It's been a wait of about twenty-six years and there is but a single week to go. All I've seen is the trailer. I'm wondering whether to keep it that way. That's not true. I will be there, opening day, popcorn money in hand. But. Frankly my overwhelming ambivalence startles me. In my head, I'm holding two desperately opposing feelings. Firstly there's the fervent desire that Douglas Adam's wonderful creation reaches a wider audience (thereby making lots of people happy and rich, ahem) while simultaneously successfully re-inventing his spectacularly mutative radio show. Sparring with that thought with knuckle dusters on Dust-Con 4, is the idea that the essence of what literally made me fall off my chair in 1979 may be completely and utterly crushed under the soulless sole of the Hollywood bottom line.

It's not as if it's never happened before. It happened last month with Constantine. But to many Brits, Adams' Opus is as sacred as world history and the latter has a tendency to be rewritten by those with the deepest pockets. Thank God for Tom Hanks on the D-Day beaches and Matthew McConaughey in the submarine finding the Enigma machine… You know the drill. In fifty years, it'll seem like every hero is and always has been American, every food will be fast and every other nation will be on its knees in supplication or worse, subjugation. History is not only written by the winners; they make the damn movies too. And movies are so compellingly easy to believe in.

But a glimmer of hope.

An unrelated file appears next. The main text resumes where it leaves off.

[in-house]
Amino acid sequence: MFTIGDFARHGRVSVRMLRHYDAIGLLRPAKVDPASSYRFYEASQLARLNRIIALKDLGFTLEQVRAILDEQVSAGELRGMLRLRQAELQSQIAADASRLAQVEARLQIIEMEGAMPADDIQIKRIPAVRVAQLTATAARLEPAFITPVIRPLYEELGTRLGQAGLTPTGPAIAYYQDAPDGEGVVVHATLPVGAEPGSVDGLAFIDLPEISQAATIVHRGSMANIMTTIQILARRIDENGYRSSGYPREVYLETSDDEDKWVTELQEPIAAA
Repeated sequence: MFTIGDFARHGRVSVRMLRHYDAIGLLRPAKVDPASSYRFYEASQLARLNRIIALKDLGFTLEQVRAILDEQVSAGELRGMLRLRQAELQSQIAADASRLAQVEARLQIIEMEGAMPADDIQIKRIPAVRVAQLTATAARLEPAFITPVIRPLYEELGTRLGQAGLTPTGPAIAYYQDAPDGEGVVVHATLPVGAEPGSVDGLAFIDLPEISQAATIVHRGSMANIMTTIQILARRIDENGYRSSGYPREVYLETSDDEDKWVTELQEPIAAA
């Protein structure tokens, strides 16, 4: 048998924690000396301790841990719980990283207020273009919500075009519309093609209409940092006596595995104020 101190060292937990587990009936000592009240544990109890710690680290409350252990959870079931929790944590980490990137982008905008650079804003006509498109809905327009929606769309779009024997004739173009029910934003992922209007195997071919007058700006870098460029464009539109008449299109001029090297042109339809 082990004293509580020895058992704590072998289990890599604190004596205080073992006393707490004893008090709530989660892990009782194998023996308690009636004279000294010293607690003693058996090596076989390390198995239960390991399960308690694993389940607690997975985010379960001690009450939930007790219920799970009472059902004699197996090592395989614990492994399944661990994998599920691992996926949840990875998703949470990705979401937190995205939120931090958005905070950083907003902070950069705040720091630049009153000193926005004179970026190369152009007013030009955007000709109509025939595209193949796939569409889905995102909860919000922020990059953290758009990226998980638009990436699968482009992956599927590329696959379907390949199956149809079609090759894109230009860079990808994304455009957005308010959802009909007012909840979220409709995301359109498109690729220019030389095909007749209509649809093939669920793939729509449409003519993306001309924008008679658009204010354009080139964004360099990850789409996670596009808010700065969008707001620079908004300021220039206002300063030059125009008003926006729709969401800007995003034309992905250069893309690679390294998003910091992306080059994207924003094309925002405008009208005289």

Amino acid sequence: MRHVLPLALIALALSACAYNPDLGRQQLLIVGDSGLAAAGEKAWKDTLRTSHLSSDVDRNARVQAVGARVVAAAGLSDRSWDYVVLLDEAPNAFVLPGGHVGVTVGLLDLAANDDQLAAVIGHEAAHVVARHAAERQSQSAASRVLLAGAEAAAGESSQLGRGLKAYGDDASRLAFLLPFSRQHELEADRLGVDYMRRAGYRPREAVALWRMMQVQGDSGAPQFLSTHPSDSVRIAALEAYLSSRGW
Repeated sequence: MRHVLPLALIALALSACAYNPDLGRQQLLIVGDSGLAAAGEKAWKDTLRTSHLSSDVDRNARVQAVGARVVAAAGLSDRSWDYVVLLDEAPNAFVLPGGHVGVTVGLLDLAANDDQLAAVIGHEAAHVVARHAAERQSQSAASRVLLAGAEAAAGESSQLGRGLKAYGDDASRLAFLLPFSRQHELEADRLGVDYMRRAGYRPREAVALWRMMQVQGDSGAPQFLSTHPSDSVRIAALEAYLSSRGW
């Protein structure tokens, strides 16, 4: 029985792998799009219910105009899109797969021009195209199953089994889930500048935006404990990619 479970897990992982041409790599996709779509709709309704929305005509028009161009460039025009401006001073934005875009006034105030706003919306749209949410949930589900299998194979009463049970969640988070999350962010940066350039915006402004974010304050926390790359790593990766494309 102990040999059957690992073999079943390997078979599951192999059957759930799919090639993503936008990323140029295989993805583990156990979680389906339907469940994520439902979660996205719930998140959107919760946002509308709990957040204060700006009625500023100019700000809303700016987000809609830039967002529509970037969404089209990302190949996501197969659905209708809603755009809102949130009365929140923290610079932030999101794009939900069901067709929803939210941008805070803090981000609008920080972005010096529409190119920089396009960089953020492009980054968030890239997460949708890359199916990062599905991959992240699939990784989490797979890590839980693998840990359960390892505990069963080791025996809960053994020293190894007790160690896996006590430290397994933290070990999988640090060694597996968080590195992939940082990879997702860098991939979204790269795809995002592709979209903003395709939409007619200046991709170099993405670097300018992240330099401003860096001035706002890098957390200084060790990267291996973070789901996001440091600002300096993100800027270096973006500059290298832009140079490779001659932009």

It's that word 'mutative'; able to be bent, cut and twisted in and out of all sorts of shapes. The Hitchhiker's Guide has been many things. It's even been an honest to goodness towel. A movie, good or bad, will not diminish the original radio series or the superior novels that really got the Adams ball rolling. Given the very Britishness of the work, it's a shame that no one on our isle could get the movie weened and burped. During development hell, Adams described the process as trying to have a barbecue and all you did to the meat every now and again was stand next to it and breath on it. It's been painful but a process that Adams was intimately involved with. It's not as if he were the disinterested party pocketing skips of cash while sneering at the bastardisation of his original creation. Adams put himself in the trenches creatively with everyone else and I hope to "the man in the shack" that the movie works. It will be the bizarre punch-line in some sort of perverse cosmic joke the universe needed to play on him.

True Adams fans cannot possibly wonder what that remark referred to. The gentle giant biped with a nose you could double park on and a talent that a friend once remarked 'was looking for a niche' went to his local Santa Barbara gym on 11th May 2001. After a hard work out (clutching his towel) he 'stopped' (said his partner Jane Belson), fell and never regained consciousness.

May the movie be a glorious celebration of the man, a triumph of a cultural prophet over a profit-led culture and an event that proves that when it comes to a ruler of the known universe then it's Stephen Fry’s turn to bat. Knock it out of the park. Make Douglas proud.

"I seem to be having this tremendous trouble with my lifestyle…" Shine on.

The Hitchhiker's Guide to the Galaxy (TV)

UK 1981
198 mins
Alan J.W. Bell
Alan J.W. Bell
Douglas Adams
Glenn Hyde
Mike Robotham
Bernie Leadon
production design
Andrew Howe-Davies
Tom Yardley-Jones
Peter Jones
Simon Jones
David Dixon
Sandra Dickinson
Mark Wing-Davey
The Hitchhiker's Guide to the Galaxy (feature)

UK 2005
110 mins
Garth Jennings
Gary Barber
Roger Bimbaum
Jonathan Glickman
Nick Goldsmith
Jay Roach
Douglas Adams
Karey Kirkpatrick
Niven Howie
Bernie Leadon
production design
Joel Collins
Martin Freeman
Sam Rockwell
Mos Def
Zooey Deschanel
Bill Nighy
John Malkovich
Stephen Fry
Bill Bailey
article posted
15 March 2005